|Institute for Computational Sciences
University of Zürich
+41 44 63 55820, Office: Y11 G50
email: diemand 'at' physik.uzh.ch
Research interests: Computational Physics using Particle Methods
Computational physics, large scale simulations using particle methods (molecular dynamics / N-Body), structure formation, non-equilibrium systems, phase transitions, emergent properties.
Large scale molecular dynamics simulations
We use very large (up to 8 billion atoms, millions of time-steps) molecular dynamics simulations to study phase transitions. Many examples are familiar from everyday life (e.g. condensation of vapor in the atmosphere, bubble formation in liquids) and play an important role in many areas of science and technology.
Accurate preditions of the transition speeds (nucleation rates) seen in computer and lab experiments are still not possible, due to insufficient knowledge about the properties of the smallest nano-scale objects in the new phase. The unprecedented size of our simulations now allows to form them in significant numbers under realistic conditions.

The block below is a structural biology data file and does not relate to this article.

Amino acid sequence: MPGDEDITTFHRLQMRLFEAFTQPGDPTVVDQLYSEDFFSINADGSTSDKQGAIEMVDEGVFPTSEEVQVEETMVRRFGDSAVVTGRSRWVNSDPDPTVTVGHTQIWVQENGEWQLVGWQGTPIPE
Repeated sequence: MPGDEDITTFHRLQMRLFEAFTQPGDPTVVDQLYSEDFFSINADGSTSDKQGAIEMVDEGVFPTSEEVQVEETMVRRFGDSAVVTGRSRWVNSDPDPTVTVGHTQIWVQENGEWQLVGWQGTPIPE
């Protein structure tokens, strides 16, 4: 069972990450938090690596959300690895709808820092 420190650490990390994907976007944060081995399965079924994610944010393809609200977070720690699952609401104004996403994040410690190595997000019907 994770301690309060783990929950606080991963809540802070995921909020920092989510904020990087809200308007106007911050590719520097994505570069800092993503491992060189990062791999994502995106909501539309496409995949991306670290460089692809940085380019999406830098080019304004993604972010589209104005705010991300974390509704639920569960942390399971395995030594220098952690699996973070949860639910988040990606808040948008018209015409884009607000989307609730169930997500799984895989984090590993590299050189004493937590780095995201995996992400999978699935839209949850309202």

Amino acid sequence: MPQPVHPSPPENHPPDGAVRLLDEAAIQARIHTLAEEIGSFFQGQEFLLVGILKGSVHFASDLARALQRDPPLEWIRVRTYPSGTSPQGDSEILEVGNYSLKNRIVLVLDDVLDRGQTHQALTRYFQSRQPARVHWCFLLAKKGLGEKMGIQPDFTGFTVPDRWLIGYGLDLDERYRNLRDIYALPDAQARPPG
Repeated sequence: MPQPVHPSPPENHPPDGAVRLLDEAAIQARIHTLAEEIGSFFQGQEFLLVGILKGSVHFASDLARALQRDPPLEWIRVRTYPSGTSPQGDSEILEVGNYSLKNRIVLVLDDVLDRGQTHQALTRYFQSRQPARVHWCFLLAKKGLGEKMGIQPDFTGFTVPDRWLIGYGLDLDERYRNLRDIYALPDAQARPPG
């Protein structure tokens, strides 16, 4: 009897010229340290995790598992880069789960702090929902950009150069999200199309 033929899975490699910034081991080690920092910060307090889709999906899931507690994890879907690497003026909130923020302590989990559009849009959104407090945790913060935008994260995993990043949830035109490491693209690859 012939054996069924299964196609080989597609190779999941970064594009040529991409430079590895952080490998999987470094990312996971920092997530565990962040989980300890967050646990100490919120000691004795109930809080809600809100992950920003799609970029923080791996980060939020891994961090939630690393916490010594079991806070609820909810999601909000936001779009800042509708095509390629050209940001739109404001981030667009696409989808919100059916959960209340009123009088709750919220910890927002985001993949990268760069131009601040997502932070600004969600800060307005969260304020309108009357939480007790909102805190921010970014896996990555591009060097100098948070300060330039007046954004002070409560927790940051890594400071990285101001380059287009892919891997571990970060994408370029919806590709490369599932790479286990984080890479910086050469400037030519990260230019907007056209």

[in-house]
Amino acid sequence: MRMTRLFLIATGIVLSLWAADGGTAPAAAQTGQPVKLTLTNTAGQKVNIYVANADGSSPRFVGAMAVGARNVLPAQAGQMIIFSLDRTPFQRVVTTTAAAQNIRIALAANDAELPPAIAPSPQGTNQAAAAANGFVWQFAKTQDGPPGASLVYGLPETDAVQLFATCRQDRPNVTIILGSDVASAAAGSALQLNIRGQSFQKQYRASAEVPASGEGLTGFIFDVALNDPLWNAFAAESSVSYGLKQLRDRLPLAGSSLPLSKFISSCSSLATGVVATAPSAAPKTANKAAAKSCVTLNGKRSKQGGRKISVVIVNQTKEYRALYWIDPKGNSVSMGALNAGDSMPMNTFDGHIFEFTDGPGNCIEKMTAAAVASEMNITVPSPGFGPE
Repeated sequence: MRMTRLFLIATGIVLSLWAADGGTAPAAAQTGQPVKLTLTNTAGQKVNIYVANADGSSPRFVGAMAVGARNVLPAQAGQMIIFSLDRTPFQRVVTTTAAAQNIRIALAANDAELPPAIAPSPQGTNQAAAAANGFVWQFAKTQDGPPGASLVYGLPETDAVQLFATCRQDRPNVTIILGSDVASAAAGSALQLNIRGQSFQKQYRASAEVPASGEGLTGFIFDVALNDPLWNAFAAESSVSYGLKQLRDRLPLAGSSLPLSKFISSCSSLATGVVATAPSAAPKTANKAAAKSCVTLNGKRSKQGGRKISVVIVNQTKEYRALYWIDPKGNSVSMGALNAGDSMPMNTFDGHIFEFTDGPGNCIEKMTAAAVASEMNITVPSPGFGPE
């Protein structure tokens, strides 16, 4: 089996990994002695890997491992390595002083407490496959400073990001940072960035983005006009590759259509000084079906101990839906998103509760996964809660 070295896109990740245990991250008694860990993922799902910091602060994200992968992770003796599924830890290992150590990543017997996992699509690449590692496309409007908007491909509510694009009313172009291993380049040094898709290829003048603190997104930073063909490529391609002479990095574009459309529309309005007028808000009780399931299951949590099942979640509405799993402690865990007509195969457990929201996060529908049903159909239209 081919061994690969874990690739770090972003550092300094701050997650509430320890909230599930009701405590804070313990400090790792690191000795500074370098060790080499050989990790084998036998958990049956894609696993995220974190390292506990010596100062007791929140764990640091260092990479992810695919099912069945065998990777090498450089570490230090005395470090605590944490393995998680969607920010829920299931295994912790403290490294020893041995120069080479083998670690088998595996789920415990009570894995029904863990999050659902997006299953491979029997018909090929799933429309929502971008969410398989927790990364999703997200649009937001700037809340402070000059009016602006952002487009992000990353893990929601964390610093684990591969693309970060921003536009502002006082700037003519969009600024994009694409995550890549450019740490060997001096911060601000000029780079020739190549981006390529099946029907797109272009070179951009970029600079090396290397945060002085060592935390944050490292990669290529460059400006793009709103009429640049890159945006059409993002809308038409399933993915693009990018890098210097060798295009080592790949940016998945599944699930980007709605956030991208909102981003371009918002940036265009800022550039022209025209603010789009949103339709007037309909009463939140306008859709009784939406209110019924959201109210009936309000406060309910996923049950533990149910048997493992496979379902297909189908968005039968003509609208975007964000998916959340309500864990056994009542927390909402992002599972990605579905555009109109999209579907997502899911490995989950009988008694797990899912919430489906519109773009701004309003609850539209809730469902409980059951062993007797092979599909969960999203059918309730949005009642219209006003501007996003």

Dark matter and cosmological structure formation
We use very large N-body simulations to study the formation of dark matter structures in Cosmology. We are especially interested in the dark matter distribution in the halo around the Milky Way (see the via lactea project) and in very "small" scales (a few hundred AU), on which the smallest cold dark matter microhalos form (see e.g. nature.com).
We also apply our simulations results to investigations into the nature of dark matter and its detection, and to the on the distribution of the first black holes and the kinematics of stellar halos and globular cluster systems.
the via lactea project
The first structures in the early universe here.
More simulation pictures and movies:
- Pictures and movies
illustrating the formation of a LCDM cluster
- Illustrations of resolution effects in cosmological N-body simulations